normalizeAffine: Weighted affine normalization between channels and arrays

Description Usage Arguments Details Value Negative, non-positive, and saturated values Missing values Weighted normalization Robustness Using known/previously estimated channel offsets Author(s) References See Also Examples

Description

Weighted affine normalization between channels and arrays.

This method will remove curvature in the M vs A plots that are due to an affine transformation of the data. In other words, if there are (small or large) biases in the different (red or green) channels, biases that can be equal too, you will get curvature in the M vs A plots and this type of curvature will be removed by this normalization method.

Moreover, if you normalize all slides at once, this method will also bring the signals on the same scale such that the log-ratios for different slides are comparable. Thus, do not normalize the scale of the log-ratios between slides afterward.

It is recommended to normalize as many slides as possible in one run. The result is that if creating log-ratios between any channels and any slides, they will contain as little curvature as possible.

Furthermore, since the relative scale between any two channels on any two slides will be one if one normalizes all slides (and channels) at once it is possible to add or multiply with the same constant to all channels/arrays without introducing curvature. Thus, it is easy to rescale the data afterwards as demonstrated in the example.

Usage

1
2
3
## S3 method for class 'matrix'
normalizeAffine(X, weights=NULL, typeOfWeights=c("datapoint"), method="L1",
  constraint=0.05, satSignal=2^16 - 1, ..., .fitOnly=FALSE)

Arguments

X

An NxK matrix (K>=2) where the columns represent the channels, to be normalized.

weights

If NULL, non-weighted normalization is done. If data-point weights are used, this should be a vector of length N of data point weights used when estimating the normalization function.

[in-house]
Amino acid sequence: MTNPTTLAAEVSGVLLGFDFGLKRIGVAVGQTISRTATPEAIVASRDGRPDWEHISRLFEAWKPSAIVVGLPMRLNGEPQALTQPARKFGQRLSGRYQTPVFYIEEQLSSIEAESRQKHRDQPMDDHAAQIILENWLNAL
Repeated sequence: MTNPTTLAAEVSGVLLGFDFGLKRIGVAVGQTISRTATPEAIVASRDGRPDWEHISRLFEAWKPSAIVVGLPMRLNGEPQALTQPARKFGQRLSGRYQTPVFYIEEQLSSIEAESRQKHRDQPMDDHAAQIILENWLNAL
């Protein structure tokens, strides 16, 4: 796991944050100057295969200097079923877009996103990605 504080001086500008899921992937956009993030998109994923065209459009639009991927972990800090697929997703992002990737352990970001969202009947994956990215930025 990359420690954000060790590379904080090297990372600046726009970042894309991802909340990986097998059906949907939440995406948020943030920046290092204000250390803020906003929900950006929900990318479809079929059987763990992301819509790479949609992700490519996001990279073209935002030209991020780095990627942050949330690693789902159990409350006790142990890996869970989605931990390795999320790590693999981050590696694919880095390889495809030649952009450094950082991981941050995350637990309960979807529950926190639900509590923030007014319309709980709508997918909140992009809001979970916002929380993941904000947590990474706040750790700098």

typeOfWeights

A character string specifying the type of weights given in argument weights.

method

A character string specifying how the estimates are robustified. See iwpca() for all accepted values.

constraint

Constraint making the bias parameters identifiable. See fitIWPCA() for more details.

satSignal

Signals equal to or above this threshold will not be used in the fitting.

...

Other arguments passed to fitIWPCA() and in turn iwpca(). For example, the weight argument of iwpca(). See also below.

.fitOnly

If TRUE, the data will not be back-transform.

Details

A line is fitted robustly throught the (y_R,y_G) observations using an iterated re-weighted principal component analysis (IWPCA), which minimized the residuals that are orthogonal to the fitted line. Each observation is down-weighted by the inverse of the absolute residuals, i.e. the fit is done in L_1.

Value

A NxK matrix of the normalized channels. The fitted model is returned as attribute modelFit.

Negative, non-positive, and saturated values

Affine normalization applies equally well to negative values. Thus, contrary to normalization methods applied to log-ratios, such as curve-fit normalization methods, affine normalization, will not set these to NA.

Data points that are saturated in one or more channels are not used to estimate the normalization function, but they are normalized.

Missing values

The estimation of the affine normalization function will only be made based on complete non-saturated observations, i.e. observations that contains no NA values nor saturated values as defined by satSignal.

Weighted normalization

Each data point/observation, that is, each row in X, which is a vector of length K, can be assigned a weight in [0,1] specifying how much it should affect the fitting of the affine normalization function. Weights are given by argument weights, which should be a numeric vector of length N. Regardless of weights, all data points are normalized based on the fitted normalization function.

Robustness

By default, the model fit of affine normalization is done in L_1 (method="L1"). This way, outliers affect the parameter estimates less than ordinary least-square methods.

For further robustness, downweight outliers such as saturated signals, if possible.

We do not use Tukey's biweight function for reasons similar to those outlined in calibrateMultiscan().

Using known/previously estimated channel offsets

If the channel offsets can be assumed to be known, then it is possible to fit the affine model with no (zero) offset, which formally is a linear (proportional) model, by specifying argument center=FALSE. In order to do this, the channel offsets have to be subtracted from the signals manually before normalizing, e.g. Xa <- t(t(X)-a) where e is vector of length ncol(X). Then normalize by Xn <- normalizeAffine(Xa, center=FALSE). You can assert that the model is fitted without offset by stopifnot(all(attr(Xn, "modelFit")$adiag == 0)).